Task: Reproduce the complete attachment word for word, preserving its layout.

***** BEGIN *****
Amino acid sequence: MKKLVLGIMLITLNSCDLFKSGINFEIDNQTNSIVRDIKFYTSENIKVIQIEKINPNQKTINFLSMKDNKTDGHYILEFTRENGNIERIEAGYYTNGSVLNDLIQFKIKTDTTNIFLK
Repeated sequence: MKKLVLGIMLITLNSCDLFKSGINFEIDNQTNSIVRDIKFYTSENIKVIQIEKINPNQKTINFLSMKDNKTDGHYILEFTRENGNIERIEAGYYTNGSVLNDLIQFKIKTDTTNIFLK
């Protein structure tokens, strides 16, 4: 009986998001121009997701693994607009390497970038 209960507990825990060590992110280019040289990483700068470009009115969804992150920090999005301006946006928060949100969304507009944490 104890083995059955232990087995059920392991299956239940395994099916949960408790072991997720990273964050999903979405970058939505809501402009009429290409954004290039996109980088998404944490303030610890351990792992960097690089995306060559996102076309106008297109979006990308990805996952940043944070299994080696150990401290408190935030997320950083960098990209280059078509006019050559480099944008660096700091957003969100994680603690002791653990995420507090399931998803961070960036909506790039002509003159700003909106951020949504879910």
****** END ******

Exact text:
Amino acid sequence: MKKLVLGIMLITLNSCDLFKSGINFEIDNQTNSIVRDIKFYTSENIKVIQIEKINPNQKTINFLSMKDNKTDGHYILEFTRENGNIERIEAGYYTNGSVLNDLIQFKIKTDTTNIFLK
Repeated sequence: MKKLVLGIMLITLNSCDLFKSGINFEIDNQTNSIVRDIKFYTSENIKVIQIEKINPNQKTINFLSMKDNKTDGHYILEFTRENGNIERIEAGYYTNGSVLNDLIQFKIKTDTTNIFLK
């Protein structure tokens, strides 16, 4: 009986998001121009997701693994607009390497970038 209960507990825990060590992110280019040289990483700068470009009115969804992150920090999005301006946006928060949100969304507009944490 104890083995059955232990087995059920392991299956239940395994099916949960408790072991997720990273964050999903979405970058939505809501402009009429290409954004290039996109980088998404944490303030610890351990792992960097690089995306060559996102076309106008297109979006990308990805996952940043944070299994080696150990401290408190935030997320950083960098990209280059078509006019050559480099944008660096700091957003969100994680603690002791653990995420507090399931998803961070960036909506790039002509003159700003909106951020949504879910």